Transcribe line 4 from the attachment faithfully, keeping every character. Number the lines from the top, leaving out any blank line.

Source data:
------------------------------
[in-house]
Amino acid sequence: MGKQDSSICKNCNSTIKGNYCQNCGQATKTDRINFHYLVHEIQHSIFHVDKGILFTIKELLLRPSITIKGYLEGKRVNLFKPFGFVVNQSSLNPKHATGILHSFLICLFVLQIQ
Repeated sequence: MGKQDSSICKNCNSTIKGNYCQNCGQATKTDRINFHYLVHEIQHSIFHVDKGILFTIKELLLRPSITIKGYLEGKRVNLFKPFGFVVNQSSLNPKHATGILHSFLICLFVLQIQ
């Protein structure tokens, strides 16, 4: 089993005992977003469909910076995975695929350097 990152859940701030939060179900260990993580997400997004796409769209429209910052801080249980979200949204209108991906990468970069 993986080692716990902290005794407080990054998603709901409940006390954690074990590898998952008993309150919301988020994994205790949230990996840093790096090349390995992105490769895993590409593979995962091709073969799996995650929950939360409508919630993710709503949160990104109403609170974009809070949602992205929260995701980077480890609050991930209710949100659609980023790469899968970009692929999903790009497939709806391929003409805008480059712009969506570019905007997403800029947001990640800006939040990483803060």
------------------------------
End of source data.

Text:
């Protein structure tokens, strides 16, 4: 089993005992977003469909910076995975695929350097 990152859940701030939060179900260990993580997400997004796409769209429209910052801080249980979200949204209108991906990468970069 993986080692716990902290005794407080990054998603709901409940006390954690074990590898998952008993309150919301988020994994205790949230990996840093790096090349390995992105490769895993590409593979995962091709073969799996995650929950939360409508919630993710709503949160990104109403609170974009809070949602992205929260995701980077480890609050991930209710949100659609980023790469899968970009692929999903790009497939709806391929003409805008480059712009969506570019905007997403800029947001990640800006939040990483803060």